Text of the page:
Before he walked into a thrift store in Tarrytown, N.Y., Jared Beasley had little interest in art.
The nonfiction writer had never written about nor bought any artwork when he noticed a painting that moved him that day in the thrift store.
What happened next set off a quest to find and learn more about the artist -- an obscure, expressionistic landscape painter native to Hebron, named Theodore Conrath.
Through his research, Beasley found a 1949 poetry book in the Metropolitan Museum of Art that contains etchings by Conrath.
"That was staggering, that somebody could be in the Met and in a thrift store at the same time," Beasley said.
Now Conrath has been restored to the roster of a prestigious New York art club, with a solo exhibition set for November as a sort of homecoming to honor the late artist who charted his path from small-town North Dakota.
Beasley and his wife eventually acquired about 17 paintings of Conrath's from the thrift store, apparently donated from a wealthy family preparing to move.
"Then I felt a huge responsibility as a writer," he said. "There better be some story to this, I thought."
He was drawn to the vivid artwork portraying seascapes and cloudscapes with a touch of North Dakota's Badlands. Through his research, he acquired a private family memoir by Conrath's sister, Caroline, who owned a Mandan gallery and died in 2013.
Beasley learned of the adversity in Conrath's early life.
He was a sensitive child. Two fingers on his right hand were joined together when he was burned by a hot stove as a baby, though Conrath viewed the accident as a benefit for spreading paint.
Beasley said Conrath also experienced a spatial impairment and could barely ride a bicycle nor drive a vehicle.
His family was detained in Germany for years during World War II when they traveled there to collect an inheritance.
Conrath was drafted into military service in the South Pacific and discharged in 1943 but experienced post-traumatic stress disorder on his return to North Dakota, according to Beasley.
"I started to really look at these paintings in a different light," he said. "I already thought they were incredible."
Conrath was a gifted artist and sculptor from an early age, sculpting busts of two governors and earning local accolades for his art.
Henry Mische, a board member of the Hebron Museum and Art Society, knew Conrath from their childhood in Hebron.
"He was in the city and I was in the country. We didn't get together too much. I know him. I went to school with him at high school," the 97-year-old said.
"He was just kind of more of a quiet type around Hebron. He was more on his own."
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Tribune archives describe Conrath's early work in North Dakota and New York, including a 1962 exhibition at the Key Gallery and recognition from the National Arts Club in 1949.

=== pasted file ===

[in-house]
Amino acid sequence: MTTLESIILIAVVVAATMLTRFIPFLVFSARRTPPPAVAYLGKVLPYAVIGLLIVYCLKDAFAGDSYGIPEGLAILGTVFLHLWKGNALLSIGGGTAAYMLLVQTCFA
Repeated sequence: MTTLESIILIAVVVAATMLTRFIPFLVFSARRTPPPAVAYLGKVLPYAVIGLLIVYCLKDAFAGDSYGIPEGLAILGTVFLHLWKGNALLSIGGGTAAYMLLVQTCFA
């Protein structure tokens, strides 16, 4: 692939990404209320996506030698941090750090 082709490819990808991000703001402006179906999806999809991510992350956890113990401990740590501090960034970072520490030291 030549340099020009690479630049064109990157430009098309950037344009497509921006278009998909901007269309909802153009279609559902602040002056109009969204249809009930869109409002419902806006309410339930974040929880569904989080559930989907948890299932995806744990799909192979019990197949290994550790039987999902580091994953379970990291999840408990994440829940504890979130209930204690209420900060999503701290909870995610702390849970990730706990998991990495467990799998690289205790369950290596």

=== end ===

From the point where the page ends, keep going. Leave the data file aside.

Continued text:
Conrath moved to New York in 1944 after missing two art scholarships in wartime, though he studied with some well-known artists of the day, like illustrator John Groth and painter Zoe Beiler.
He married, became a teacher and had one daughter. He devoted himself to his art after his retirement in 1981, when he acquired a studio. His later work showed more abstraction, according to Beasley.
Conrath died in 1995 from complications of a stroke. He was 74.
"He never really burst onto the scene," Beasley said. "He showed some and got some favorable reviews and sold some paintings, but he was a very private guy and he had a lot of issues."
The Tribune contacted several Bismarck and Mandan artists close to Conrath's generation, but none was familiar with his work.
What's more, the National Arts Club lost documentation of Conrath, likely when the group digitized its records. Conrath slipped through the cracks.
"Those are the kind of people that I seem to be drawn to," said Beasley, who is researching to write about the Conrath family history.
He was able to reinstate Conrath to the National Arts Club from microfilmed records from the Smithsonian Institution.
National Arts Club registrar Robert Yahner said Beasley's discovery of Conrath is "really quite remarkable."
"He just opened up a whole new, wonderful world," Yahner said.
Conrath's work evokes for Yahner the creative energy and individuality from painters' "release or relief" of the wartime years.
The National Arts Club was founded in 1898 and is a private membership club that seeks to foster the arts through exhibitions, programs, lectures and other events open to the public.
Most member artists are from the East Coast, major cities or foreign countries.
"This is sort of unusual, where a young man from so far away found his way here," Yahner said.
Dates are yet to be set for the November exhibition of several of Conrath's paintings at the National Arts Club in Manhattan's Gramercy Park. Yahner said the exhibition is in conjunction with the establishment of the club's archival center.
Meanwhile, another showing at Bank Square Coffeehouse in Beacon, N.Y., features Beasley's work, inspired by Conrath.
"He got me painting," Beasley said.
Anyone with information about Conrath is encouraged to contact Beasley at 917-256-9944.